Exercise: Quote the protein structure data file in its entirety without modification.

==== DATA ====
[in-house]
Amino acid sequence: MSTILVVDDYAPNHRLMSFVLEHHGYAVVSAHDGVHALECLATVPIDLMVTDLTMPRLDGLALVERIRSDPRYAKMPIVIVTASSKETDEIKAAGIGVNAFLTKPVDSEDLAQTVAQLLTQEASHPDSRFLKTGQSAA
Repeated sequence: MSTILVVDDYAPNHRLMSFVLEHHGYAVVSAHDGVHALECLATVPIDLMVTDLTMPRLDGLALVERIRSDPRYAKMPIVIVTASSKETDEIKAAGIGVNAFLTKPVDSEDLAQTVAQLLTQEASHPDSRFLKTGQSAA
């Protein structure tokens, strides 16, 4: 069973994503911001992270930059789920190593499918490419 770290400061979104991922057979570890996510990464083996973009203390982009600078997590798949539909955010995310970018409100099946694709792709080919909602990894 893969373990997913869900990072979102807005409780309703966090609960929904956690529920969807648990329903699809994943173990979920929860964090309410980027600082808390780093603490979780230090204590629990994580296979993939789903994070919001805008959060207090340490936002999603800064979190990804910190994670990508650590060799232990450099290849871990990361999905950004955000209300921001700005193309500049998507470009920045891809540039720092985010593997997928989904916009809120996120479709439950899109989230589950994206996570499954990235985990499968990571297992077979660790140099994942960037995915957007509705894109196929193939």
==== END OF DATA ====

[in-house]
Amino acid sequence: MSTILVVDDYAPNHRLMSFVLEHHGYAVVSAHDGVHALECLATVPIDLMVTDLTMPRLDGLALVERIRSDPRYAKMPIVIVTASSKETDEIKAAGIGVNAFLTKPVDSEDLAQTVAQLLTQEASHPDSRFLKTGQSAA
Repeated sequence: MSTILVVDDYAPNHRLMSFVLEHHGYAVVSAHDGVHALECLATVPIDLMVTDLTMPRLDGLALVERIRSDPRYAKMPIVIVTASSKETDEIKAAGIGVNAFLTKPVDSEDLAQTVAQLLTQEASHPDSRFLKTGQSAA
């Protein structure tokens, strides 16, 4: 069973994503911001992270930059789920190593499918490419 770290400061979104991922057979570890996510990464083996973009203390982009600078997590798949539909955010995310970018409100099946694709792709080919909602990894 893969373990997913869900990072979102807005409780309703966090609960929904956690529920969807648990329903699809994943173990979920929860964090309410980027600082808390780093603490979780230090204590629990994580296979993939789903994070919001805008959060207090340490936002999603800064979190990804910190994670990508650590060799232990450099290849871990990361999905950004955000209300921001700005193309500049998507470009920045891809540039720092985010593997997928989904916009809120996120479709439950899109989230589950994206996570499954990235985990499968990571297992077979660790140099994942960037995915957007509705894109196929193939």